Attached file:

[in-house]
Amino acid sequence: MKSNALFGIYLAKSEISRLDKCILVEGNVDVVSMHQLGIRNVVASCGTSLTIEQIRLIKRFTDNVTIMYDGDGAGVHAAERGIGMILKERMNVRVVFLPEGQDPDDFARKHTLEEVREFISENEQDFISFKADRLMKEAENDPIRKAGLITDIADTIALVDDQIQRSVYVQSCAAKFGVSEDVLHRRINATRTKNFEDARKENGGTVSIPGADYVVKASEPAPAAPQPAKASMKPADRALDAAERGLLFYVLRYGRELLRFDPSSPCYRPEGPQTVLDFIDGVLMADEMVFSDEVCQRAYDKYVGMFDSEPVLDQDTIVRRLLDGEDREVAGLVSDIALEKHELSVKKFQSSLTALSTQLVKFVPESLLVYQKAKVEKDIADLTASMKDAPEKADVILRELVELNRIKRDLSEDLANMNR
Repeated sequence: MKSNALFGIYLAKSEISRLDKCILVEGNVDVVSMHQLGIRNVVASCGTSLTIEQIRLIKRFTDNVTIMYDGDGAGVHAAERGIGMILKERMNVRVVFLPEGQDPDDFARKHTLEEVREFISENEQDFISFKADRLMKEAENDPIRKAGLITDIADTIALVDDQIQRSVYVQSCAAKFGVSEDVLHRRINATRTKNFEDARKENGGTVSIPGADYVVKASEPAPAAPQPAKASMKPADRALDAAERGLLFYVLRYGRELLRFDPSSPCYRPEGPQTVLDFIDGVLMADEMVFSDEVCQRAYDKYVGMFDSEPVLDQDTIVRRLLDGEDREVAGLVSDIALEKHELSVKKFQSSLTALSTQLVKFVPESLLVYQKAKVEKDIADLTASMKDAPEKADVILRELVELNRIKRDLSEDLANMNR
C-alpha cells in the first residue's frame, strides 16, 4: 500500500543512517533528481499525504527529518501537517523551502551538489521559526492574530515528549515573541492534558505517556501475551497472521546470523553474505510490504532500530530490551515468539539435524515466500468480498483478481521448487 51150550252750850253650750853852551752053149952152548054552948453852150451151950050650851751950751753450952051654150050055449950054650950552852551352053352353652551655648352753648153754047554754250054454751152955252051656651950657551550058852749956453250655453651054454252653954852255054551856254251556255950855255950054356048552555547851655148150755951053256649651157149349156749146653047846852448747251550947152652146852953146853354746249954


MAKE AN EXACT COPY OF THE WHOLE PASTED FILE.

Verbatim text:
[in-house]
Amino acid sequence: MKSNALFGIYLAKSEISRLDKCILVEGNVDVVSMHQLGIRNVVASCGTSLTIEQIRLIKRFTDNVTIMYDGDGAGVHAAERGIGMILKERMNVRVVFLPEGQDPDDFARKHTLEEVREFISENEQDFISFKADRLMKEAENDPIRKAGLITDIADTIALVDDQIQRSVYVQSCAAKFGVSEDVLHRRINATRTKNFEDARKENGGTVSIPGADYVVKASEPAPAAPQPAKASMKPADRALDAAERGLLFYVLRYGRELLRFDPSSPCYRPEGPQTVLDFIDGVLMADEMVFSDEVCQRAYDKYVGMFDSEPVLDQDTIVRRLLDGEDREVAGLVSDIALEKHELSVKKFQSSLTALSTQLVKFVPESLLVYQKAKVEKDIADLTASMKDAPEKADVILRELVELNRIKRDLSEDLANMNR
Repeated sequence: MKSNALFGIYLAKSEISRLDKCILVEGNVDVVSMHQLGIRNVVASCGTSLTIEQIRLIKRFTDNVTIMYDGDGAGVHAAERGIGMILKERMNVRVVFLPEGQDPDDFARKHTLEEVREFISENEQDFISFKADRLMKEAENDPIRKAGLITDIADTIALVDDQIQRSVYVQSCAAKFGVSEDVLHRRINATRTKNFEDARKENGGTVSIPGADYVVKASEPAPAAPQPAKASMKPADRALDAAERGLLFYVLRYGRELLRFDPSSPCYRPEGPQTVLDFIDGVLMADEMVFSDEVCQRAYDKYVGMFDSEPVLDQDTIVRRLLDGEDREVAGLVSDIALEKHELSVKKFQSSLTALSTQLVKFVPESLLVYQKAKVEKDIADLTASMKDAPEKADVILRELVELNRIKRDLSEDLANMNR
C-alpha cells in the first residue's frame, strides 16, 4: 500500500543512517533528481499525504527529518501537517523551502551538489521559526492574530515528549515573541492534558505517556501475551497472521546470523553474505510490504532500530530490551515468539539435524515466500468480498483478481521448487 51150550252750850253650750853852551752053149952152548054552948453852150451151950050650851751950751753450952051654150050055449950054650950552852551352053352353652551655648352753648153754047554754250054454751152955252051656651950657551550058852749956453250655453651054454252653954852255054551856254251556255950855255950054356048552555547851655148150755951053256649651157149349156749146653047846852448747251550947152652146852953146853354746249954